Another typical observation with Indians is that they are never comfortable saying “No”, especially if you are a client. For example, if you go to a store to buy a shirt and realize that the shop is about to close, you can still walk in (even after the till is closed) and the store will ensure that your needs are being served, even it means that they have to keep the store open for another 30 minutes. In IT project scenarios, project members will not mind compromising their family commitments just because they cannot or do not want to say “No” to their clients.

Most Indians are not comfortable giving bad news. They believe that they should give people good news and when it comes to giving the bad news, they are either very quiet or find alternative ways to communicate the bad news. This is an important aspect to understand as many clients get “surprises” about their project related issues at a very later stage and keep wondering why the issue wasn’t highlighted during the weekly review meeting.

So the key in offshore outsourcing is not just finding the right projects and the right people to deliver them, but building capability within your team to work with in a culturally diverse environment. Though this may sound very difficult, the solution is simple. Most client organization can successfully “bridge” the cultural gaps by implementing the following tips.

  1. Training – Most of the offshore service providers have special “western cultural orientation” programmes for their team members working on offshore projects. These training programmes help them to understand the culture of a specific country including business culture. On similar lines it is important for client organizations to build a training programme for their own staff to educate them on the culture of the offshore destination. This can be achieved by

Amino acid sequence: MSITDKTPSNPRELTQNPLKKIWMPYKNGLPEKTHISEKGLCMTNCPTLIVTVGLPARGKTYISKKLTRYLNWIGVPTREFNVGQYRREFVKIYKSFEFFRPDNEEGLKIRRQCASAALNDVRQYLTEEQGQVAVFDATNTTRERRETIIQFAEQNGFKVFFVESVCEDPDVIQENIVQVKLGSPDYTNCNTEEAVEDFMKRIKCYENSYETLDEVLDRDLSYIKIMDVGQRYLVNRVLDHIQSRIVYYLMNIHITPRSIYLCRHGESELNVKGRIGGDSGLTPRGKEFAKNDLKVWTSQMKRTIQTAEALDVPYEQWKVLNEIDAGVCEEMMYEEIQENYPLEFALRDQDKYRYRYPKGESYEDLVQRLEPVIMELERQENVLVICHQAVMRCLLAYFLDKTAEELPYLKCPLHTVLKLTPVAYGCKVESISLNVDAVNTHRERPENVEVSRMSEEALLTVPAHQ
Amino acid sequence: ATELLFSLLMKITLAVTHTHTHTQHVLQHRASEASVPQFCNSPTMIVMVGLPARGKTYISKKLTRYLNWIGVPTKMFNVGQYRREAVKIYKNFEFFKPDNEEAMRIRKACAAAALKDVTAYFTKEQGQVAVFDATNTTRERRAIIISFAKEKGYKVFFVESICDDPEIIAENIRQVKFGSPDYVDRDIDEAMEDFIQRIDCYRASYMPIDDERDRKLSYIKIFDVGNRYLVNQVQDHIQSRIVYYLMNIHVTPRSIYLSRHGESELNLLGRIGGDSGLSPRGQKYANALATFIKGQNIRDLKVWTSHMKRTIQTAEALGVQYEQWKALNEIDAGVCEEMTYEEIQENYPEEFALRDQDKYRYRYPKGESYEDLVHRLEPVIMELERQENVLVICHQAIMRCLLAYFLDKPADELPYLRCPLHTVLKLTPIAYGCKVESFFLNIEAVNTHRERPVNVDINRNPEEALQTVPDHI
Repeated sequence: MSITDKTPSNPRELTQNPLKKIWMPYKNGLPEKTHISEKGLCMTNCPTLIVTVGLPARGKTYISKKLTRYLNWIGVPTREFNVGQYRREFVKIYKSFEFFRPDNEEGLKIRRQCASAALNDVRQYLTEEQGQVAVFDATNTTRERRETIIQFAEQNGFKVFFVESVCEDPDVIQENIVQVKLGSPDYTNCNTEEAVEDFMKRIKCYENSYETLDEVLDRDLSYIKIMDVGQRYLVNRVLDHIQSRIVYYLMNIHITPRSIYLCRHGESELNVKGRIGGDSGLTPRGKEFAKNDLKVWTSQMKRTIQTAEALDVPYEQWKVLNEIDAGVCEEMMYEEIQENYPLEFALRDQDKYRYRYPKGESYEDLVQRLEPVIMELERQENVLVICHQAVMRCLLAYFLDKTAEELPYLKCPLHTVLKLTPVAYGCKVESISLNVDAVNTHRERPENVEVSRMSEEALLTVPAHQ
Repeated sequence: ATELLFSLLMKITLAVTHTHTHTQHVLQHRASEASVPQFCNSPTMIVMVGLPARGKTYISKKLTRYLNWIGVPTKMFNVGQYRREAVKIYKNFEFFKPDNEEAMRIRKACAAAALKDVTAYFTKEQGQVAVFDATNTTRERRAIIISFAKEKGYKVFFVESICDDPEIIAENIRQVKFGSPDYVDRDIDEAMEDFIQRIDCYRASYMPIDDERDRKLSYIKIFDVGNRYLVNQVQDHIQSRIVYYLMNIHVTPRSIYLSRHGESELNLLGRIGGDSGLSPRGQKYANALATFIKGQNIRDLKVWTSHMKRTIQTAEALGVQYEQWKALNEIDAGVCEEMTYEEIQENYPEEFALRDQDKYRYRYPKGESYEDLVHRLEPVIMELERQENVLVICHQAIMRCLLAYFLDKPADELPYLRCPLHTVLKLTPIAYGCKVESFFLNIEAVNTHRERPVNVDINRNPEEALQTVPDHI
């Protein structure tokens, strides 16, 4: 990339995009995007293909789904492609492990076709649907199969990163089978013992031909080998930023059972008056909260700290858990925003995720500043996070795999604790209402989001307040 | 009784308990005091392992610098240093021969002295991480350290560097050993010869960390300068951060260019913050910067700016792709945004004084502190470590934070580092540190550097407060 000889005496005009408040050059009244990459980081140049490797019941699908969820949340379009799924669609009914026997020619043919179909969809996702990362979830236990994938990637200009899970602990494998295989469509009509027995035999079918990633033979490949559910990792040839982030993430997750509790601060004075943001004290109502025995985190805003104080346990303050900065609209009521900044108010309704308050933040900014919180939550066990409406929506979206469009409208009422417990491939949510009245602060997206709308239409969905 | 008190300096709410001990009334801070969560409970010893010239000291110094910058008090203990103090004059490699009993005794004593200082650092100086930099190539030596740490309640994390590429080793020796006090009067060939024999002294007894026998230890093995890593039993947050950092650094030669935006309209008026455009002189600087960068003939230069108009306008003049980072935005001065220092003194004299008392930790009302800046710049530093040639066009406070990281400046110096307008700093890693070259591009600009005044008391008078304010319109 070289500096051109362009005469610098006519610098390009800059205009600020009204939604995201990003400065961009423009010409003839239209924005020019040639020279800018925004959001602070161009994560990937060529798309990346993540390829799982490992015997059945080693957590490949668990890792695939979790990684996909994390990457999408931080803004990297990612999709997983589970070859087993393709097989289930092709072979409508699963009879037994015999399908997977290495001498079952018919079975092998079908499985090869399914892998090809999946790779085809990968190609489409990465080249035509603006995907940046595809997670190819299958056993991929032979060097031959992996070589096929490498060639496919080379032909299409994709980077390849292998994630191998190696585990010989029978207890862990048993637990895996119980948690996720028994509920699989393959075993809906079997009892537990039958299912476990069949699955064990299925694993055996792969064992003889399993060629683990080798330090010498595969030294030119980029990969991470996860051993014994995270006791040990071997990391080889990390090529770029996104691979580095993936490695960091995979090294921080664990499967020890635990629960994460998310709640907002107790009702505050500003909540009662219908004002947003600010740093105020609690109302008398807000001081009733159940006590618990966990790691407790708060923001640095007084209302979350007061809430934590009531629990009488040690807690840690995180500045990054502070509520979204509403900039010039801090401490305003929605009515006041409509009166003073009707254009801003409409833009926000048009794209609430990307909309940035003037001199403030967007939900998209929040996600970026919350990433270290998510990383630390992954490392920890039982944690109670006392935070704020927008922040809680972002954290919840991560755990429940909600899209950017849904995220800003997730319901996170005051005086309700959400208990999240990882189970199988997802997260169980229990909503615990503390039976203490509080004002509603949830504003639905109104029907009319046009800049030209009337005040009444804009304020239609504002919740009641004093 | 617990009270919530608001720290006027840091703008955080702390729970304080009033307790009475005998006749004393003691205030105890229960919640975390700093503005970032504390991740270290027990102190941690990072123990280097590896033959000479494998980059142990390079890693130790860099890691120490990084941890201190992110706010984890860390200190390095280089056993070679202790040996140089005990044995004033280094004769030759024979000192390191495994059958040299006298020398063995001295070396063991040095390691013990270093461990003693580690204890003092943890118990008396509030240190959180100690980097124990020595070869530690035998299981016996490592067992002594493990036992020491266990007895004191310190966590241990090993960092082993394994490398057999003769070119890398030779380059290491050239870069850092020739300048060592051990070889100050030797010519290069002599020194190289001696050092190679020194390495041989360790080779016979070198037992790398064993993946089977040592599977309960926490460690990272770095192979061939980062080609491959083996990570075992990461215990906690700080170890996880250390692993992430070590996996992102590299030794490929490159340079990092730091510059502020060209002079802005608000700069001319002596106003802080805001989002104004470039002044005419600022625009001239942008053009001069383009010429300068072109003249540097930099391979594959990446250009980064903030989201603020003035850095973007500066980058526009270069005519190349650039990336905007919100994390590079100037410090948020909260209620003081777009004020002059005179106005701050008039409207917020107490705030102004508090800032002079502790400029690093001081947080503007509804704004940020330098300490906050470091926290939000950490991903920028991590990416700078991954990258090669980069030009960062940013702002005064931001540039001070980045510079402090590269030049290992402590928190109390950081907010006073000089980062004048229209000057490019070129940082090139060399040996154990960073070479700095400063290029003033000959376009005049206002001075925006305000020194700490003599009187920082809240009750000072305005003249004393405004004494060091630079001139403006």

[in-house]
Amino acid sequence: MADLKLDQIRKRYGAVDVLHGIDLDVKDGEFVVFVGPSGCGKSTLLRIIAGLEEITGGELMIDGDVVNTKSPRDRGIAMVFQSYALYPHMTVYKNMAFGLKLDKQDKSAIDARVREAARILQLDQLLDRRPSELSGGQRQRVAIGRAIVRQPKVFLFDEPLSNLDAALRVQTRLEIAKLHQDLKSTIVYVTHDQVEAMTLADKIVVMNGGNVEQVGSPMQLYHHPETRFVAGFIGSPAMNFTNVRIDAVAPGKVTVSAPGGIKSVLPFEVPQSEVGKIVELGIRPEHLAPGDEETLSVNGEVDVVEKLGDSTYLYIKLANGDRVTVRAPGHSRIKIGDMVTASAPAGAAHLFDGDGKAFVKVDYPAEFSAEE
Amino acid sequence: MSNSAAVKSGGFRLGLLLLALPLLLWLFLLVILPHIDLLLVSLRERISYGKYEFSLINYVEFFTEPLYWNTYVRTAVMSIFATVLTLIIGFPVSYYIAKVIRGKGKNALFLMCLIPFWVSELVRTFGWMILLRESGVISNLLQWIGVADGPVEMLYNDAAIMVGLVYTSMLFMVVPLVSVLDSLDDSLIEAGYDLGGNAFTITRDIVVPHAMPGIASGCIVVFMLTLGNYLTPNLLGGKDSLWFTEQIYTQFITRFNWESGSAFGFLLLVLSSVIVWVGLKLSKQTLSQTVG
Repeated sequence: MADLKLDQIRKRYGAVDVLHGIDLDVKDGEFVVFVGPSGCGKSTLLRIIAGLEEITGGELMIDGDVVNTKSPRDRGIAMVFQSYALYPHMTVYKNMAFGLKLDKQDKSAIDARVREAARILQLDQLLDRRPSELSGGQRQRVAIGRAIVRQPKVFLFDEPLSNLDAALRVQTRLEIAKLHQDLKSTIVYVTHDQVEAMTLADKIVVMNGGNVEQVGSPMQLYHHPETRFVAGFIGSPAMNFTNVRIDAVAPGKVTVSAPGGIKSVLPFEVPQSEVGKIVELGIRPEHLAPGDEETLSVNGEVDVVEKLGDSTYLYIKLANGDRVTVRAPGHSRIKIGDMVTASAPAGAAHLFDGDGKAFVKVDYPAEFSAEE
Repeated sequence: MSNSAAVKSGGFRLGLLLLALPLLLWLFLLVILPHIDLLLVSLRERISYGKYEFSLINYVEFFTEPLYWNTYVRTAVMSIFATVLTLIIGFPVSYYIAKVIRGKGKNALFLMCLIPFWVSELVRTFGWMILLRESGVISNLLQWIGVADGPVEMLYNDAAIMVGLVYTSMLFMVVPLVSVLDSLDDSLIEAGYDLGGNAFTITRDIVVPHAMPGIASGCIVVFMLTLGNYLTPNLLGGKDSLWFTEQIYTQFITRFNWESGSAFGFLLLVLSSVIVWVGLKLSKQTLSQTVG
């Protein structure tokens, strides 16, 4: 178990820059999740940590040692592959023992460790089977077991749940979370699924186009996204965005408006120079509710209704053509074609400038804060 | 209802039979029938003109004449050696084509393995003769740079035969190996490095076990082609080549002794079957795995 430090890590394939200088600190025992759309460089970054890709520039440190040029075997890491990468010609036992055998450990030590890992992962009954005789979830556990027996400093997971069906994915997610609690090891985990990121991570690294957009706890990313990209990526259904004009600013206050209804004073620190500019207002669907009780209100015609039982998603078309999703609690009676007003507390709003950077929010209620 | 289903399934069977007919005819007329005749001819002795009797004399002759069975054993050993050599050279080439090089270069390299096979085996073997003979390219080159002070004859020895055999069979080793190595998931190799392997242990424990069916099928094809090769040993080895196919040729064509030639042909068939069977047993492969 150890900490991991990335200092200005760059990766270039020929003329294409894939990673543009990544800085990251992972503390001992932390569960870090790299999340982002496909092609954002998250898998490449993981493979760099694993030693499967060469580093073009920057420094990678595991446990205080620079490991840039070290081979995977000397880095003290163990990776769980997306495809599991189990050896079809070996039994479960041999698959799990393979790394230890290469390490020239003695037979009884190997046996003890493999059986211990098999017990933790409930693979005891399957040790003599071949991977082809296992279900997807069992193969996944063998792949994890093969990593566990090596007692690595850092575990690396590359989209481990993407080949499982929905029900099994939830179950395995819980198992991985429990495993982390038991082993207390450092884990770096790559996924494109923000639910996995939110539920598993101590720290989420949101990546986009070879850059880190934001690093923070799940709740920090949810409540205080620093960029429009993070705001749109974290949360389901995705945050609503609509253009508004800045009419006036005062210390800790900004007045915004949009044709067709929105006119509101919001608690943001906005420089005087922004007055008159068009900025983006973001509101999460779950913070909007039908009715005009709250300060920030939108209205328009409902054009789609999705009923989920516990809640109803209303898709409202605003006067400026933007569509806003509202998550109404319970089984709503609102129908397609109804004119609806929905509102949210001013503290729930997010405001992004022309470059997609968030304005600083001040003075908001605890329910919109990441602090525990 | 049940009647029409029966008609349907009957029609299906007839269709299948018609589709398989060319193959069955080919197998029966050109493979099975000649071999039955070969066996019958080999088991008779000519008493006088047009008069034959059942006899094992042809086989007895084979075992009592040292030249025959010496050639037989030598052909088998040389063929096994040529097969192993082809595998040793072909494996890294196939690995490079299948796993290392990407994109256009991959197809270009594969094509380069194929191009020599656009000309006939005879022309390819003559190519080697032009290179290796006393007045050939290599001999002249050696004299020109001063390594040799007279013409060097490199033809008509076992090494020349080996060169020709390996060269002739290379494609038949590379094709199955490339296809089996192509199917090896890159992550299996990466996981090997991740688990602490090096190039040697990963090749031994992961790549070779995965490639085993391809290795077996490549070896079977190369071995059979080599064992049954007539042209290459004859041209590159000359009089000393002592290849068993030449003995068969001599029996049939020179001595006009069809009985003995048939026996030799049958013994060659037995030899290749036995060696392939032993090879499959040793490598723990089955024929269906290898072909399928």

• Identifying an internal team member who has experience with both the cultures. For example an organisation may have a person of Indian origin who has spent considerable time in India and then moved to your country. Usually a person who has worked in India for a couple of years and then relocated to your country (and spent about 5 to 6 years there) would be the most ideal candidate. This person would be able to educate your team on the cultural differences and can act as a lead trainer.
    • Seek the services of an offshore advisory specialist. Offshore advisors have vast experience in working with different cultures and have a culturally diverse team who can impart the relevant training to your team members. Most of these offshore advisors understand the cultural differences at different stages of outsourcing and hence are an ideal choice for such training programs
    • Request that your service providers carry out training programs specifically tailored for your teams. This could also prove useful to a certain extent and has its own limitations based on the vendor’s experience of doing business in that particular geography. Also ideally the cultural training should be carried out prior to engaging with a vendor so that from day one of the interactions, your team is able to leverage their knowledge regarding the business culture of the vendor organization.
    • Since the business culture of each company is different, it is important for you to educate the service providers about your company’s culture – the attitudes, thought patterns and behavior norms. Many companies ignore this aspect, but this is an opportunity to improve the productivity and experience of their onshore-offshore teams.
  2. Visiting the Offshore location – This is very helpful and provides your team members an opportunity to experience what the offshore location is like and how people communicate, behave, work, socialize, etc. However, it is not possible for an organisation to send all their team members to the offshore location as it would be an expensive proposition. But sending different people (wherever possible) each time there is a requirement for someone to travel would prove useful. Also ensure that people who have visited the offshore location share their experiences with their colleagues and are made a part of the training programme to make most use of their experience.
  3. Organizing Cultural Events – As mentioned above, most of the offshore service providers have training programs for their staff. Also, most of the offshore service providers today celebrate events such as Valentine’s Day, Independence Day (US), Halloween Day, Christmas, etc to educate their teams. On similar lines, clients can organize events (with the help of the offshore advisors, vendors) that are important in the offshore location. This will give the client team a learning opportunity.